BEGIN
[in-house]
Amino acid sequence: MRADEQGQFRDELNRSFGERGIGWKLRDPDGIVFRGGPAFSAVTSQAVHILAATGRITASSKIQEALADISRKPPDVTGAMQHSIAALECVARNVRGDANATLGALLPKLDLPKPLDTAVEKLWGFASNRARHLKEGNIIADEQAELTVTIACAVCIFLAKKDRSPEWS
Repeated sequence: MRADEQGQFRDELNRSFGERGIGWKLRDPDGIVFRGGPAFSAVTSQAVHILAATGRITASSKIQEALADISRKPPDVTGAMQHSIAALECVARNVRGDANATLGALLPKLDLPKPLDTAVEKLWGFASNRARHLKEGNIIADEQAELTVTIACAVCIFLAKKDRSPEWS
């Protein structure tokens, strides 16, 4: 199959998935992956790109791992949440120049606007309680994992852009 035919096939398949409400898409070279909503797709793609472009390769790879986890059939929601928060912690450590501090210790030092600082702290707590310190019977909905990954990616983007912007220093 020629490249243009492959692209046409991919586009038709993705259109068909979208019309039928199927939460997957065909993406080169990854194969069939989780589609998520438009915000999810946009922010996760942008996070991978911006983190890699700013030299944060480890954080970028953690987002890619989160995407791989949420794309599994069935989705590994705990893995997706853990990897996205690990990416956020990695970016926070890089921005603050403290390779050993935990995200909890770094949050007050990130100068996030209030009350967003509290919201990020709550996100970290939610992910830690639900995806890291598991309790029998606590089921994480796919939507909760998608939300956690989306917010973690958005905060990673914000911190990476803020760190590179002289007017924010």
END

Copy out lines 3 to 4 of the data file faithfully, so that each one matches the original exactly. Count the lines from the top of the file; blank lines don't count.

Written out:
Repeated sequence: MRADEQGQFRDELNRSFGERGIGWKLRDPDGIVFRGGPAFSAVTSQAVHILAATGRITASSKIQEALADISRKPPDVTGAMQHSIAALECVARNVRGDANATLGALLPKLDLPKPLDTAVEKLWGFASNRARHLKEGNIIADEQAELTVTIACAVCIFLAKKDRSPEWS
């Protein structure tokens, strides 16, 4: 199959998935992956790109791992949440120049606007309680994992852009 035919096939398949409400898409070279909503797709793609472009390769790879986890059939929601928060912690450590501090210790030092600082702290707590310190019977909905990954990616983007912007220093 020629490249243009492959692209046409991919586009038709993705259109068909979208019309039928199927939460997957065909993406080169990854194969069939989780589609998520438009915000999810946009922010996760942008996070991978911006983190890699700013030299944060480890954080970028953690987002890619989160995407791989949420794309599994069935989705590994705990893995997706853990990897996205690990990416956020990695970016926070890089921005603050403290390779050993935990995200909890770094949050007050990130100068996030209030009350967003509290919201990020709550996100970290939610992910830690639900995806890291598991309790029998606590089921994480796919939507909760998608939300956690989306917010973690958005905060990673914000911190990476803020760190590179002289007017924010």